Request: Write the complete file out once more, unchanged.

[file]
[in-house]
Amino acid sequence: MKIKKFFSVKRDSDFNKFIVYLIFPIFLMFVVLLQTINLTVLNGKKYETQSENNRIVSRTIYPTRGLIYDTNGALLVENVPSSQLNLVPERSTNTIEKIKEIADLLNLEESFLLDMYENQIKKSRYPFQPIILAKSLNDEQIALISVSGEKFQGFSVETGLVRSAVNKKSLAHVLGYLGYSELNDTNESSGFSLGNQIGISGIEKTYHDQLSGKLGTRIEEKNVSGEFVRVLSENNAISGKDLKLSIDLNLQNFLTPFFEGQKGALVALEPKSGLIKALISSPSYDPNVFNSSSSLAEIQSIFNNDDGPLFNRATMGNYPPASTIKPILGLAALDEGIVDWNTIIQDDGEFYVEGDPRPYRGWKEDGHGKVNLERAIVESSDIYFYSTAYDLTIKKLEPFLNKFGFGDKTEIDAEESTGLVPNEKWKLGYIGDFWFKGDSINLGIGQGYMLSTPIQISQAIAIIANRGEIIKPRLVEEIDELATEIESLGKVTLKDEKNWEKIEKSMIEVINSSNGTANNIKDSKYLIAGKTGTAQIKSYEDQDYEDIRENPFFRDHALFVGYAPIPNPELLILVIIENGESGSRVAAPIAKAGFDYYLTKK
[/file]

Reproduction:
[in-house]
Amino acid sequence: MKIKKFFSVKRDSDFNKFIVYLIFPIFLMFVVLLQTINLTVLNGKKYETQSENNRIVSRTIYPTRGLIYDTNGALLVENVPSSQLNLVPERSTNTIEKIKEIADLLNLEESFLLDMYENQIKKSRYPFQPIILAKSLNDEQIALISVSGEKFQGFSVETGLVRSAVNKKSLAHVLGYLGYSELNDTNESSGFSLGNQIGISGIEKTYHDQLSGKLGTRIEEKNVSGEFVRVLSENNAISGKDLKLSIDLNLQNFLTPFFEGQKGALVALEPKSGLIKALISSPSYDPNVFNSSSSLAEIQSIFNNDDGPLFNRATMGNYPPASTIKPILGLAALDEGIVDWNTIIQDDGEFYVEGDPRPYRGWKEDGHGKVNLERAIVESSDIYFYSTAYDLTIKKLEPFLNKFGFGDKTEIDAEESTGLVPNEKWKLGYIGDFWFKGDSINLGIGQGYMLSTPIQISQAIAIIANRGEIIKPRLVEEIDELATEIESLGKVTLKDEKNWEKIEKSMIEVINSSNGTANNIKDSKYLIAGKTGTAQIKSYEDQDYEDIRENPFFRDHALFVGYAPIPNPELLILVIIENGESGSRVAAPIAKAGFDYYLTKK